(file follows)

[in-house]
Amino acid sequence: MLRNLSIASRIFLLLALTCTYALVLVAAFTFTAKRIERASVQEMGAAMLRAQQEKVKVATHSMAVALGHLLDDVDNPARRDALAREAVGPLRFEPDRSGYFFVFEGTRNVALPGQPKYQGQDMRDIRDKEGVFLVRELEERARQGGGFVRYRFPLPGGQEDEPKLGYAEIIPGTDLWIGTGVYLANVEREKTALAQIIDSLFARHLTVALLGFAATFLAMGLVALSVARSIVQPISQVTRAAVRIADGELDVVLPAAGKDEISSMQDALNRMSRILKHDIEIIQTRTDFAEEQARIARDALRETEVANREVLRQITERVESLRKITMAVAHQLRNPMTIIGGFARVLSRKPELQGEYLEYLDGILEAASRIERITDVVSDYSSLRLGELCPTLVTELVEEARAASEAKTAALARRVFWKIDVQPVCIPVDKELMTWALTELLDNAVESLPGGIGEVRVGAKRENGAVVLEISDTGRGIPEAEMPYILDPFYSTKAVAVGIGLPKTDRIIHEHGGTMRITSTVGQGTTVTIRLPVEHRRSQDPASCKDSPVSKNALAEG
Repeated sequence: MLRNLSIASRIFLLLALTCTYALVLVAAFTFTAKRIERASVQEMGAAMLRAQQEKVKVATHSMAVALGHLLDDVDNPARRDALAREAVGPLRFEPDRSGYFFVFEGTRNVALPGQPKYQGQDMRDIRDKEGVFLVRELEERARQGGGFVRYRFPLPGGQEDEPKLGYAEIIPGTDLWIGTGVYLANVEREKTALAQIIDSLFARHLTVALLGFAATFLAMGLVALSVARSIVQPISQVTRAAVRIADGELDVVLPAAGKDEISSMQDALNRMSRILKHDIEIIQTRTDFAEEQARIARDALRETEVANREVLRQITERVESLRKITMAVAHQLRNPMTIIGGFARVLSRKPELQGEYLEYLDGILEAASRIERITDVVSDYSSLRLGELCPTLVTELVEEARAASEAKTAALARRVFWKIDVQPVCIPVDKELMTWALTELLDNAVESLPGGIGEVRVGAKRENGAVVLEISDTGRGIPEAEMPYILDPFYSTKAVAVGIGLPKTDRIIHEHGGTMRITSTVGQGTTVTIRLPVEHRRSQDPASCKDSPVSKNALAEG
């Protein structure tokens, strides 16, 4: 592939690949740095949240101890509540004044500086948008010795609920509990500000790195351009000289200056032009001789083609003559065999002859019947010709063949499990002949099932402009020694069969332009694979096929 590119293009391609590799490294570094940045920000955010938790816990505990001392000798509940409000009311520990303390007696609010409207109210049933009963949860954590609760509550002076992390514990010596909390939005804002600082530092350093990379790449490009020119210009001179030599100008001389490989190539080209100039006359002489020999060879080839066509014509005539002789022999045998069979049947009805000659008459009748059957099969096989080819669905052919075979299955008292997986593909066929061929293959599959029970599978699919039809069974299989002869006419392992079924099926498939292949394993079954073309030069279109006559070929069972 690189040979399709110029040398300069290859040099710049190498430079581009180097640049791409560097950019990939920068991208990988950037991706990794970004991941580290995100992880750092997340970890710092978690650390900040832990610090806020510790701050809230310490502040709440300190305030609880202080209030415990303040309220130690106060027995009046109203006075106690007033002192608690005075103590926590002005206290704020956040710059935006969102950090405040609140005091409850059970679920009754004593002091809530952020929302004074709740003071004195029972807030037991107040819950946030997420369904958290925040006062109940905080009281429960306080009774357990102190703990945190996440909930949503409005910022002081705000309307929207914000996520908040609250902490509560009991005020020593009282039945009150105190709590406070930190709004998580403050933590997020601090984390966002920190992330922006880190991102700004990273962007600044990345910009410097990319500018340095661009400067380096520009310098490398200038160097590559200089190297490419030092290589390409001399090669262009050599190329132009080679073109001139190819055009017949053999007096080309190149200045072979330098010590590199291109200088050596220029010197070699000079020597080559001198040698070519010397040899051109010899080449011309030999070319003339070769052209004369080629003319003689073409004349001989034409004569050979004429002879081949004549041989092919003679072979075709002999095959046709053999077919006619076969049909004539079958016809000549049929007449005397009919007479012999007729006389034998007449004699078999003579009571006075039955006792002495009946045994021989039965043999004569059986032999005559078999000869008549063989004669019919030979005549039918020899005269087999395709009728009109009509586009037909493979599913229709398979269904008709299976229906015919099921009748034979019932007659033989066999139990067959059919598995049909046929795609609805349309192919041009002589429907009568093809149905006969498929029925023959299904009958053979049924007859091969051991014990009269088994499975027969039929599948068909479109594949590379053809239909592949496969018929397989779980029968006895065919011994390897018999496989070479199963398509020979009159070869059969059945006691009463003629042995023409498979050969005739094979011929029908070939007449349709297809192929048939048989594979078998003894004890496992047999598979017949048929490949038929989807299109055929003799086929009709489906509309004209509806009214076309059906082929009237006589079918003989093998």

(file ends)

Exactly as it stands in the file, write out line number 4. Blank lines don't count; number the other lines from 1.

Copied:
């Protein structure tokens, strides 16, 4: 592939690949740095949240101890509540004044500086948008010795609920509990500000790195351009000289200056032009001789083609003559065999002859019947010709063949499990002949099932402009020694069969332009694979096929 590119293009391609590799490294570094940045920000955010938790816990505990001392000798509940409000009311520990303390007696609010409207109210049933009963949860954590609760509550002076992390514990010596909390939005804002600082530092350093990379790449490009020119210009001179030599100008001389490989190539080209100039006359002489020999060879080839066509014509005539002789022999045998069979049947009805000659008459009748059957099969096989080819669905052919075979299955008292997986593909066929061929293959599959029970599978699919039809069974299989002869006419392992079924099926498939292949394993079954073309030069279109006559070929069972 690189040979399709110029040398300069290859040099710049190498430079581009180097640049791409560097950019990939920068991208990988950037991706990794970004991941580290995100992880750092997340970890710092978690650390900040832990610090806020510790701050809230310490502040709440300190305030609880202080209030415990303040309220130690106060027995009046109203006075106690007033002192608690005075103590926590002005206290704020956040710059935006969102950090405040609140005091409850059970679920009754004593002091809530952020929302004074709740003071004195029972807030037991107040819950946030997420369904958290925040006062109940905080009281429960306080009774357990102190703990945190996440909930949503409005910022002081705000309307929207914000996520908040609250902490509560009991005020020593009282039945009150105190709590406070930190709004998580403050933590997020601090984390966002920190992330922006880190991102700004990273962007600044990345910009410097990319500018340095661009400067380096520009310098490398200038160097590559200089190297490419030092290589390409001399090669262009050599190329132009080679073109001139190819055009017949053999007096080309190149200045072979330098010590590199291109200088050596220029010197070699000079020597080559001198040698070519010397040899051109010899080449011309030999070319003339070769052209004369080629003319003689073409004349001989034409004569050979004429002879081949004549041989092919003679072979075709002999095959046709053999077919006619076969049909004539079958016809000549049929007449005397009919007479012999007729006389034998007449004699078999003579009571006075039955006792002495009946045994021989039965043999004569059986032999005559078999000869008549063989004669019919030979005549039918020899005269087999395709009728009109009509586009037909493979599913229709398979269904008709299976229906015919099921009748034979019932007659033989066999139990067959059919598995049909046929795609609805349309192919041009002589429907009568093809149905006969498929029925023959299904009958053979049924007859091969051991014990009269088994499975027969039929599948068909479109594949590379053809239909592949496969018929397989779980029968006895065919011994390897018999496989070479199963398509020979009159070869059969059945006691009463003629042995023409498979050969005739094979011929029908070939007449349709297809192929048939048989594979078998003894004890496992047999598979017949048929490949038929989807299109055929003799086929009709489906509309004209509806009214076309059906082929009237006589079918003989093998």